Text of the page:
Kate Michelman is a fabulous woman. She did a great job as president of NARAL Pro-Choice America, and she’s an impressive feminist activist. I’m a huge fan of hers. But her attack on Clinton follows the established media pattern of creating a scandal where there was none:
But now that we have the first viable female candidate for president of the United States, things will get better for women, right? Her candidacy will positively affect public perception regarding women in politics and business – and that change will benefit all women – even the women struggling in dead end jobs, scrapping by on minimum wage, raising their families on their own?
Not so fast.
As women take a second look at the candidates, now that attention is focusing more on the issues and how each of the candidates would lead, how they would make decisions; now that making a choice is becoming real, less about celebrity, more about being president, legitimate questions are being raised about Senator Clinton.
And we’re all learning something.
When unchallenged, in a comfortable, controlled situation, Senator Clinton embraces her political elevation into the “boys club.” She is quick to assure listeners she is plenty tough enough, that she’s battled tested, ready to play be the same rules as the boys.
But when she’s challenged, when legitimate questions are asked, questions she should be prepared to answer and discuss, she is just as quick to raise the white flag and look for a change in the rules. She then calls questioning, ‘attacking;’ she calls debate among her peers, ‘piling on.’
It’s a political strategy, no doubt focus grouped and poll tested: make it look unseemly that this group of men would question her and hold her accountable for her record.
It is kind of unseemly when six people all go on the offensive against one in a debate. Of course, it’s also politics, so it’s not necessarily unfair. But pointing our the all-against-one dynamic isn’t necessarily about doing the gender-pity thing.
It’s trying to have it both ways; walk the fence, something Senator Clinton’s good at. At one minute the strong woman ready to lead, the next, she’s the woman under attack, disingenuously playing the victim card as a means of trying to avoid giving honest, direct answers to legitimate questions.
Clinton is excellent at avoiding hard questions. She does have a questionable record on some issues. Those are some of the reasons why I’m hesitant to throw my support behind her. But comments like these remind me more of responses to Katha Pollitt’s book than thoughtful political analysis — the message seems to be than any display of weakness from a Strong Woman ™ is unacceptable. And what counts as “weakness” is negotiable. I’m not sure that Clinton’s debate reaction would have been seen as representing weakness if it came from a male candidate who was leading in the polls; I think the fact that Clinton is a woman influences how we perceive her actions. And I don’t think that attacking women for failing to be our Superwoman ideal is particularly helpful.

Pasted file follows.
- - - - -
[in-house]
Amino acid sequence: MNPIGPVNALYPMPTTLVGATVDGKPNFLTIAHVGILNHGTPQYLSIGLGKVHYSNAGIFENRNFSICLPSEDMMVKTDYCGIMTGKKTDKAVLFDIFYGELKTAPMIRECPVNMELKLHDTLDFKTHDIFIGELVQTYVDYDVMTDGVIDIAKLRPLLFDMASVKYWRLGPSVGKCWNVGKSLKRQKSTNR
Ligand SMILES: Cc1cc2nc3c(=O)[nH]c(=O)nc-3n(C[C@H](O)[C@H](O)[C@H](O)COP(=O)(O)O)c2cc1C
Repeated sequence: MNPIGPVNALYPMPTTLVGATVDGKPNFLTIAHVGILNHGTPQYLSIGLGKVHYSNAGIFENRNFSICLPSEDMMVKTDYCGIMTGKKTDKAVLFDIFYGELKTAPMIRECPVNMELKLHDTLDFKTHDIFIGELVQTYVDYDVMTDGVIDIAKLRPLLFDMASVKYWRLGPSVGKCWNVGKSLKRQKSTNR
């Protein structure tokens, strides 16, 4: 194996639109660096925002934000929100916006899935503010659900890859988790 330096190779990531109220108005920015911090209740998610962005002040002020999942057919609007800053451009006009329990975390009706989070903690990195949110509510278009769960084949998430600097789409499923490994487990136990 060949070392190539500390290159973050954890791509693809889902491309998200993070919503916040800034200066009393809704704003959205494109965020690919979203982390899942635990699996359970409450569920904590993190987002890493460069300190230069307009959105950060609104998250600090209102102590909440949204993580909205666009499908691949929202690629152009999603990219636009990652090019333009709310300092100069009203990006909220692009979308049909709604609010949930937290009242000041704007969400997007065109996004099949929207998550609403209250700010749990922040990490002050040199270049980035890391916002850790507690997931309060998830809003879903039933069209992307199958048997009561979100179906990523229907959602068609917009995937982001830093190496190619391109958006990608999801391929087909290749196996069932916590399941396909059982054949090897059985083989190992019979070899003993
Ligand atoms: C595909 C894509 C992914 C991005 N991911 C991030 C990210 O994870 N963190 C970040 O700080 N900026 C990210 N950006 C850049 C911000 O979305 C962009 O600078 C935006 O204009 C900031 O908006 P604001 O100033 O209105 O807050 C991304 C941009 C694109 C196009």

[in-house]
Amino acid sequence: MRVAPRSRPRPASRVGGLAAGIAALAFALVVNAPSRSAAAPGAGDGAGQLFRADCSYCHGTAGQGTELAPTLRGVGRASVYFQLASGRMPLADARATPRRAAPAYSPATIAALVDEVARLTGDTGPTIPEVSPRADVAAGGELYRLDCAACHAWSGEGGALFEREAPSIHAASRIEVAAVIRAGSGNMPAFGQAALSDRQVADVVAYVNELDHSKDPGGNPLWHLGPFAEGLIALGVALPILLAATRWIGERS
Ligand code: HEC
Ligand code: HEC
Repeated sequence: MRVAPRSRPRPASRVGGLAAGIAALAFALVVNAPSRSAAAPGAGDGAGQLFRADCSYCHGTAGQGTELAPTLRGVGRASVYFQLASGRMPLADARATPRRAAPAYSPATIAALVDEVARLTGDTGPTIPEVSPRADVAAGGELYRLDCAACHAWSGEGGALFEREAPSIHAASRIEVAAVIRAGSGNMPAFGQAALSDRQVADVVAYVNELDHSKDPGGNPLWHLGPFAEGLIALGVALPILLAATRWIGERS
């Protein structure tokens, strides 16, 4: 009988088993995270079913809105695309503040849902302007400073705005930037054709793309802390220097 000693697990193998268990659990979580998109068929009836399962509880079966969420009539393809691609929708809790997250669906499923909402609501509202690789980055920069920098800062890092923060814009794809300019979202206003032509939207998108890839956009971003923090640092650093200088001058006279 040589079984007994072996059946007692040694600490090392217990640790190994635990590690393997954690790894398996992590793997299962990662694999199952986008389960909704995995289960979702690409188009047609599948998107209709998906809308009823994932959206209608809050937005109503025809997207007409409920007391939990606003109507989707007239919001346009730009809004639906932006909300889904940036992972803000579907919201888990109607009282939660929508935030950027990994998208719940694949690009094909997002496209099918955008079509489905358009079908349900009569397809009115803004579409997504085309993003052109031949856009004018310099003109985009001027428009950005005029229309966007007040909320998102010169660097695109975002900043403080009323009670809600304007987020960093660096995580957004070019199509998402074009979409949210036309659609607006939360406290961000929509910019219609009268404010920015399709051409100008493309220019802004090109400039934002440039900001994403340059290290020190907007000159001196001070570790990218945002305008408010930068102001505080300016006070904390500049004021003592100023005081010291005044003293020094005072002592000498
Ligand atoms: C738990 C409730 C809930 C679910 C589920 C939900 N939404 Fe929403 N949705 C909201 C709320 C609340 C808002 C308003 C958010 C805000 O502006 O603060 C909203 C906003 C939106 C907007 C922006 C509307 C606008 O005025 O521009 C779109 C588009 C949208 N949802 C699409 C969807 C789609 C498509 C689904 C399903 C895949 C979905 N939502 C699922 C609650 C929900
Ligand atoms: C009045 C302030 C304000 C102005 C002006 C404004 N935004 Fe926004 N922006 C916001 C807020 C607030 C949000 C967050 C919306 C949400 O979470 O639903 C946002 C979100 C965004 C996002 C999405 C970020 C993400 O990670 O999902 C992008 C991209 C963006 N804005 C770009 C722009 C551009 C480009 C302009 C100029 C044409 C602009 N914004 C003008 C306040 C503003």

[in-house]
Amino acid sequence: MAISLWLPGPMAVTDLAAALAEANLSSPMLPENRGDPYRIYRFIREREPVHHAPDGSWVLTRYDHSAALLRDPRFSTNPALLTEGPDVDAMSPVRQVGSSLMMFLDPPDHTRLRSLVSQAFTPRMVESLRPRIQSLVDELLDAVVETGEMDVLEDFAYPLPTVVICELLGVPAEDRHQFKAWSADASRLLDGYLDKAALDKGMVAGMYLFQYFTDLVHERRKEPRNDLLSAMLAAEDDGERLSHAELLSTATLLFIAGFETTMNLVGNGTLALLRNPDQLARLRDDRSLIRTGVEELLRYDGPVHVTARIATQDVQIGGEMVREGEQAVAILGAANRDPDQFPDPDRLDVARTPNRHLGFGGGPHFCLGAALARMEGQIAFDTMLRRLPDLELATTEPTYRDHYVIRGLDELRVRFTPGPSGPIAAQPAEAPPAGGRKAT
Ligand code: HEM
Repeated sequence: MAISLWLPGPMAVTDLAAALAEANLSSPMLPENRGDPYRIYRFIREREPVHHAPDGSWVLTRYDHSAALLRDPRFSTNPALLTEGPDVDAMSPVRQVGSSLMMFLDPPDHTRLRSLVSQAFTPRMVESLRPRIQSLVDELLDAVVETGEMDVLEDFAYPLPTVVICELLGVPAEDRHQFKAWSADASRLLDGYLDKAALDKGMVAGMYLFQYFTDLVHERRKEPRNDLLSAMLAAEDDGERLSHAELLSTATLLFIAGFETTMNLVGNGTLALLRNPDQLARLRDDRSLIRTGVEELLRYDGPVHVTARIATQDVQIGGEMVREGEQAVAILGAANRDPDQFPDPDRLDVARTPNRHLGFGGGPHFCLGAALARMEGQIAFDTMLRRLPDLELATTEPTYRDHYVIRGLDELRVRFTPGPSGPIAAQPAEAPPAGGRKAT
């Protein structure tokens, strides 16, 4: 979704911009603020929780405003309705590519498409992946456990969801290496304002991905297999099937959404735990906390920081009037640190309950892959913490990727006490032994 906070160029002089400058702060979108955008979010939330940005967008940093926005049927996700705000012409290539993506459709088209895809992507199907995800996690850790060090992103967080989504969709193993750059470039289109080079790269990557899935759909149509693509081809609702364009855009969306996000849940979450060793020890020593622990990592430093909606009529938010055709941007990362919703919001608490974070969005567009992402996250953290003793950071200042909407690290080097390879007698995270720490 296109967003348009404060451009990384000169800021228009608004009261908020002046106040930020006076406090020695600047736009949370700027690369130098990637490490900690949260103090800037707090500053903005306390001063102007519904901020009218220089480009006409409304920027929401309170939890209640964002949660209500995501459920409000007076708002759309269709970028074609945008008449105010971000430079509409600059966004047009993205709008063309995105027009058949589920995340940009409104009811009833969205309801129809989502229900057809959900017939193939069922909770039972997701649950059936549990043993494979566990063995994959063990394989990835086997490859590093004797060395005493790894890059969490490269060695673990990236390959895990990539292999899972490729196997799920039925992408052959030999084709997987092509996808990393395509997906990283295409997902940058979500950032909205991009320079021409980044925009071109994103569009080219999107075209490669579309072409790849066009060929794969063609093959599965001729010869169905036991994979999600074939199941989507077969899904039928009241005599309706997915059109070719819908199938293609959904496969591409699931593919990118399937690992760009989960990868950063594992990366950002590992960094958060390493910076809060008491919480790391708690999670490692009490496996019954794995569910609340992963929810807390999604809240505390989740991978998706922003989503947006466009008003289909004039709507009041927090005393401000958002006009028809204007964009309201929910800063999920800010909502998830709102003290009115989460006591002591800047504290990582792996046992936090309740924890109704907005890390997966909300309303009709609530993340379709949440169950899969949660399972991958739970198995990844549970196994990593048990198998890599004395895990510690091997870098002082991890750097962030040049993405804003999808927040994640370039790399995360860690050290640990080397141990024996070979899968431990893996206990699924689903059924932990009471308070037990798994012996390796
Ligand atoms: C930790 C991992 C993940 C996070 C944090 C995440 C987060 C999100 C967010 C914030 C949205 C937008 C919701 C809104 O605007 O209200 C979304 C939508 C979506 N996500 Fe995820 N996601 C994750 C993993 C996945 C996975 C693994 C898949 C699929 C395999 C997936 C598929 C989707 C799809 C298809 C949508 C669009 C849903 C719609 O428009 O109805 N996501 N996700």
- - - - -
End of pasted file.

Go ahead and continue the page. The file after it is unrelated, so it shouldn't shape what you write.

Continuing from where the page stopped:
Back to Michelman:
As a woman who’s been in the public eye and experienced scrutiny, as a woman who knows how hard it can be for women to earn their seat at the leadership table, how hard women have to work just to get the same opportunities, this distresses me.
It is not presidential.
Ouch. Does she think that Clinton doesn’t realize how hard it is to do all of those things? Again, I have my issues with Hillary, but she’s worked her ass off to get where she is, and she knows exactly how difficult it can be. Cutting her down as “not presidential” is really, really low.
Any serious candidate for president should have to answer tough questions and defend their record.
Any serious candidate for president should make their views clear and let the American people know where they stand on issues.
And any serious candidate for president should be held to the same standard – whether man or woman.
Have we have come a long way? Well, far enough to know better than to use our gender as a shield when the questions get too hot.
Unfortunately, that’s bullshit. Clinton never used her gender as a shield. She does what every other politician does — she addresses some tough questions, and she side-steps the tougher ones. She happens to do it extremely well. She has had to defend her record. But the narrative of “Hillary Clinton cries like a girl when she’s pressed” simply isn’t true, and it’s distressing for me to see a feminist leader promoting it.
Watching this story spin out of control has been incredibly troubling. As far as I can tell, no one can actually point to where Clinton said she’s being ganged up on because she’s the only woman; yet that’s what’s being attributed to her. I’m disappointed to see Kate Michelman jumping on board.